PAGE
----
Aside from my dramatic bicycle accident this week that ground my life to a halt, I feel just wonderful, thanks.
There were high speeds involved, yes, and perilous pitfalls, a romantic underscoring, a heart-wrenching choice, all on a picturesque local university campus full of all-around good-looking young sorts standing around on their cellphones watching the whole disaster with the feigned disinterest of movie extras.
I could have been explaining exactly this to the doctor at the walk-in clinic with that dead-pan expression that actors use when they’re trying to look sincere.
Briefly, the truth: I can’t quite carry a Styrofoam cup of tea in one hand and steer a bike in the other, unless I’m headed straight for the campus shrubbery anyway. My brain made the executive decision that it would be better to spill myself than a single drop of tea. Brains aren’t everything, you know.
An aside to the brief truth: five feet away from the shrubbery — now badly in need of re-fluffing — stood a student on her cellphone who didn’t even pause in her conversation to acknowledge the crumpled person before her.
Sometimes life demands that you enter an awkward conversation with strangers who can’t drive bicycles.
You have to make sure they’re okay, and that they haven’t, in broad daylight, plunged into awareness of the sheer pain and loneliness of existence. Generally, you must do this.
Right now, my swollen-beyond-recognition right foot and I are tenderly bruised but shyly considering the convenience that crutches can give the freshly immobilized.
So far, coercing my roommates into pushing me around in a rickety black plastic office chair seems to be doing the trick. The more motherly among them are baking chocolate cake, and the more fatherly have offered their beer. Maybe this is how young people recover so quickly.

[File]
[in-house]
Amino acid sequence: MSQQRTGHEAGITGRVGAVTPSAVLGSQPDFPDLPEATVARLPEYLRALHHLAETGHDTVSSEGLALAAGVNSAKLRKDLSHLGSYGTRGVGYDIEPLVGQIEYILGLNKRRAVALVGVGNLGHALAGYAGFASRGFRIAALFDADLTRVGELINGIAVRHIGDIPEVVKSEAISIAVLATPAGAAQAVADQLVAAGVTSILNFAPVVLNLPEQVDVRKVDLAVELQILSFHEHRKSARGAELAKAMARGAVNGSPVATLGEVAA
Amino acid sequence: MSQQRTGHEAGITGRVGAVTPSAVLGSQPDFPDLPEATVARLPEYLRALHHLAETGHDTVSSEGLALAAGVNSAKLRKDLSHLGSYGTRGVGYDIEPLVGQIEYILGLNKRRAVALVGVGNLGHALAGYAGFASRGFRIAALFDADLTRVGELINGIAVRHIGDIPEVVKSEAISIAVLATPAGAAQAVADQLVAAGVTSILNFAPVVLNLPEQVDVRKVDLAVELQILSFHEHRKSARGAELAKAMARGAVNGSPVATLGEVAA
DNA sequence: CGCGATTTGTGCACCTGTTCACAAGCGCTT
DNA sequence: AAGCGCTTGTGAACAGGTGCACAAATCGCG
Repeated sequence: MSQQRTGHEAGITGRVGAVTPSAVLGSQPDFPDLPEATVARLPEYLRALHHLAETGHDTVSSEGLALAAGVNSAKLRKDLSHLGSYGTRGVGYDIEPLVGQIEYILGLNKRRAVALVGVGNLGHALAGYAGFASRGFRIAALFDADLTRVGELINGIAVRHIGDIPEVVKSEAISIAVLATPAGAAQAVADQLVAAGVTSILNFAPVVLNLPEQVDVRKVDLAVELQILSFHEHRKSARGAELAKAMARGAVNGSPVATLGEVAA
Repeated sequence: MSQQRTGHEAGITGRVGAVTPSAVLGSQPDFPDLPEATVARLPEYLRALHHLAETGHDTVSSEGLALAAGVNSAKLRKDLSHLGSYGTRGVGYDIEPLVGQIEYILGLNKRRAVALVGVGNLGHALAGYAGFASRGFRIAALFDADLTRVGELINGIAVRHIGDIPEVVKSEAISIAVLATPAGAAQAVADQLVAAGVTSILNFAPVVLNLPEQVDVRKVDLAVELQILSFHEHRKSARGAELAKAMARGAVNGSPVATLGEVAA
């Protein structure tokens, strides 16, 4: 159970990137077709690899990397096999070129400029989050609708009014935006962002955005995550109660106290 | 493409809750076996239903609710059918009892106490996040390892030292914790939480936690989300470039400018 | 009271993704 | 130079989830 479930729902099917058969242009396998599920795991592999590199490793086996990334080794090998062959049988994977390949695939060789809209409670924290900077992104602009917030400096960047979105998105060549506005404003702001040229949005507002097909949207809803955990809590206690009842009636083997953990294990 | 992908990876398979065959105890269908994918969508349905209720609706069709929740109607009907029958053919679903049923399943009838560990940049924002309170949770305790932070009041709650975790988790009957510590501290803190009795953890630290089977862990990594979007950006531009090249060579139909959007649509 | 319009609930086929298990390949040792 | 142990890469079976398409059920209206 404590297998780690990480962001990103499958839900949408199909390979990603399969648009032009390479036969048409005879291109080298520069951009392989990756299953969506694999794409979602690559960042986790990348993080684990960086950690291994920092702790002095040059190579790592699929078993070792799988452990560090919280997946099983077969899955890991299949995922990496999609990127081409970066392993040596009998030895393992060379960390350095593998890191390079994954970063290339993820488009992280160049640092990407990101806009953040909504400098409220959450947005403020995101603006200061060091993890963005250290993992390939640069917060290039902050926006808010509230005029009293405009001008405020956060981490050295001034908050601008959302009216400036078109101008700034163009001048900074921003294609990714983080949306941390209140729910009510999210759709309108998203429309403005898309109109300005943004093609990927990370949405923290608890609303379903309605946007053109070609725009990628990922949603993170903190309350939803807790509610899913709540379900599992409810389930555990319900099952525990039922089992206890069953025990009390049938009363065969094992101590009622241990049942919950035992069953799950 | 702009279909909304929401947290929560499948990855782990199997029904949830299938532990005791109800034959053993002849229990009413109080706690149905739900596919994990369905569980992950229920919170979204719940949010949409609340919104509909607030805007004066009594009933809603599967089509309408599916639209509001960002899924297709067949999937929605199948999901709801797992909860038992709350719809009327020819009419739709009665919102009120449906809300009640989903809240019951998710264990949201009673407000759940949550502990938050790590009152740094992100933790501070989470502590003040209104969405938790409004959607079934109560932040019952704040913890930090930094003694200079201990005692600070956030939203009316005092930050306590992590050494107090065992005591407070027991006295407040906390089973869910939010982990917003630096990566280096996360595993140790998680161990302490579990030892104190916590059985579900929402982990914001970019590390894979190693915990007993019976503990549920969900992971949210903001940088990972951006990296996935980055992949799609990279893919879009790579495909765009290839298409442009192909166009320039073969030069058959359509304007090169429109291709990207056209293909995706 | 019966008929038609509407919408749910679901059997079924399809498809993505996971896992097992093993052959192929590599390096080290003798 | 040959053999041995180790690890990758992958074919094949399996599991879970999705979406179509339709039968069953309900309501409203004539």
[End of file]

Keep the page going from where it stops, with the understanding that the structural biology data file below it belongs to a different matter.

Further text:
The possible rewards of bringing these self-inflicted trifles to a doctor are tempting, although I’ll take a stab at the political here to say that in other countries I wouldn’t even dream of their expense. Crutches might help me feed and water myself, sure, but that relief is nothing compared to the intoxicating premise of a doctor’s note.
Imagine, a magical, white-coated man absolving you of all your adult duties in this world for a brief moment or two. A carte blanche to take a good long look at the march of life’s progress from the folds of my sheets.
Already this one evening away from the normal pace of my life has been illuminating. Suddenly the world of hobbyist exercise seems jaw-droppingly thrilling, if only because sitting with one leg up all night is horribly stifling and hard on the old back.
I’ve learned that the right book and the record player are good, but not as good as the right person speaking and singing right to you. I have intuitively deposited my damaged husk in a central room and people swirl around me.
But the second this room becomes empty, and there’s nobody around to flip the record, make more tea, wheel me to the bathroom in my office chair, is a terrible second. As the evening lengthens its shadows, my traitor brain says to me, let’s not ever get old.
» Natalie Bohrn is a local university student. firstname.lastname@example.org
Republished from the Brandon Sun print edition September 28, 2013